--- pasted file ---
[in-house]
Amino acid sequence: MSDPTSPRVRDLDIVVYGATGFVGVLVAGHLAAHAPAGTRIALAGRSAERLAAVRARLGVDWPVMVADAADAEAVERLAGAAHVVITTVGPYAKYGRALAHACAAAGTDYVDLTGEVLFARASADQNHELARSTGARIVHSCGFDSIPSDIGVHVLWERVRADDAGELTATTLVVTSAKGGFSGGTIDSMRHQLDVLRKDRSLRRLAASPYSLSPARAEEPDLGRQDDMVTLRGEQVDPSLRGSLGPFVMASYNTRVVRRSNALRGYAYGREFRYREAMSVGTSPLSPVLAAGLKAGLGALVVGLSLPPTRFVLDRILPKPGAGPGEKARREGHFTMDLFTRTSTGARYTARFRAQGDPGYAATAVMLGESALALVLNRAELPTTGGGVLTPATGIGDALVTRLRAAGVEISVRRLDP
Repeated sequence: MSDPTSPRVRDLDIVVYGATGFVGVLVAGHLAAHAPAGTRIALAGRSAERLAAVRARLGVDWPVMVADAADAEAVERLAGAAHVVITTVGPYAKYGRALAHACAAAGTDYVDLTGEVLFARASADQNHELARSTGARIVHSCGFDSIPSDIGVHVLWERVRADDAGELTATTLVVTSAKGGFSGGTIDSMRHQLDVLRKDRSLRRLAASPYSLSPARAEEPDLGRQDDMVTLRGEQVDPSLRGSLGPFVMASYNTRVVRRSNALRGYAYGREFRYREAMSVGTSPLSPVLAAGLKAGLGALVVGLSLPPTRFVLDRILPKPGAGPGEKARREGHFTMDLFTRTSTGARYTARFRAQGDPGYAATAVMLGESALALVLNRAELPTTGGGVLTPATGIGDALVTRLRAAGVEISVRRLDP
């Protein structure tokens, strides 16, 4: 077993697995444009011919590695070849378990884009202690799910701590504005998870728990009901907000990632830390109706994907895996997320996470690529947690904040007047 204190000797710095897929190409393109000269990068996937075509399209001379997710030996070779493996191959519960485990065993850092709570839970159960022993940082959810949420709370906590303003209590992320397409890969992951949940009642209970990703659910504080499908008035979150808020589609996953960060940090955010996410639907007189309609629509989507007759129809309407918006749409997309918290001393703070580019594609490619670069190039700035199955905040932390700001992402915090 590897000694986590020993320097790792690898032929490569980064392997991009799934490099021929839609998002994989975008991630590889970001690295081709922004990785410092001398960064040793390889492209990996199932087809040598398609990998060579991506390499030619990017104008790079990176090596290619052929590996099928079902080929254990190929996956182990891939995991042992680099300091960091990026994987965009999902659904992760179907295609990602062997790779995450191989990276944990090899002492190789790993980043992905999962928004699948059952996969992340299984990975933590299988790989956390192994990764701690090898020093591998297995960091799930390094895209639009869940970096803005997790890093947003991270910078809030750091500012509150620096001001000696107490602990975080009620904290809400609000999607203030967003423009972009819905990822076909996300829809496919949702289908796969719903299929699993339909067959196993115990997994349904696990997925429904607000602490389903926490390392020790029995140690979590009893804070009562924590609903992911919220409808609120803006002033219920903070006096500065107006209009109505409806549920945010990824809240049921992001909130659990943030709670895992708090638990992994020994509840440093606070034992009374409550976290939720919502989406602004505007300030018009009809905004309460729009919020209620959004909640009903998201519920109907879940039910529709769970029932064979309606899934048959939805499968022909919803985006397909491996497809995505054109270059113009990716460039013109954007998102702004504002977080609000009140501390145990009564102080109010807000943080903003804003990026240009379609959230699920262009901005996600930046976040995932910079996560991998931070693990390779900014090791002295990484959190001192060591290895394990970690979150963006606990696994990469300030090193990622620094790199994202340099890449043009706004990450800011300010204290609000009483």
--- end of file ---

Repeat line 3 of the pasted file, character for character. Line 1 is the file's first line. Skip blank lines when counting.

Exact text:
Repeated sequence: MSDPTSPRVRDLDIVVYGATGFVGVLVAGHLAAHAPAGTRIALAGRSAERLAAVRARLGVDWPVMVADAADAEAVERLAGAAHVVITTVGPYAKYGRALAHACAAAGTDYVDLTGEVLFARASADQNHELARSTGARIVHSCGFDSIPSDIGVHVLWERVRADDAGELTATTLVVTSAKGGFSGGTIDSMRHQLDVLRKDRSLRRLAASPYSLSPARAEEPDLGRQDDMVTLRGEQVDPSLRGSLGPFVMASYNTRVVRRSNALRGYAYGREFRYREAMSVGTSPLSPVLAAGLKAGLGALVVGLSLPPTRFVLDRILPKPGAGPGEKARREGHFTMDLFTRTSTGARYTARFRAQGDPGYAATAVMLGESALALVLNRAELPTTGGGVLTPATGIGDALVTRLRAAGVEISVRRLDP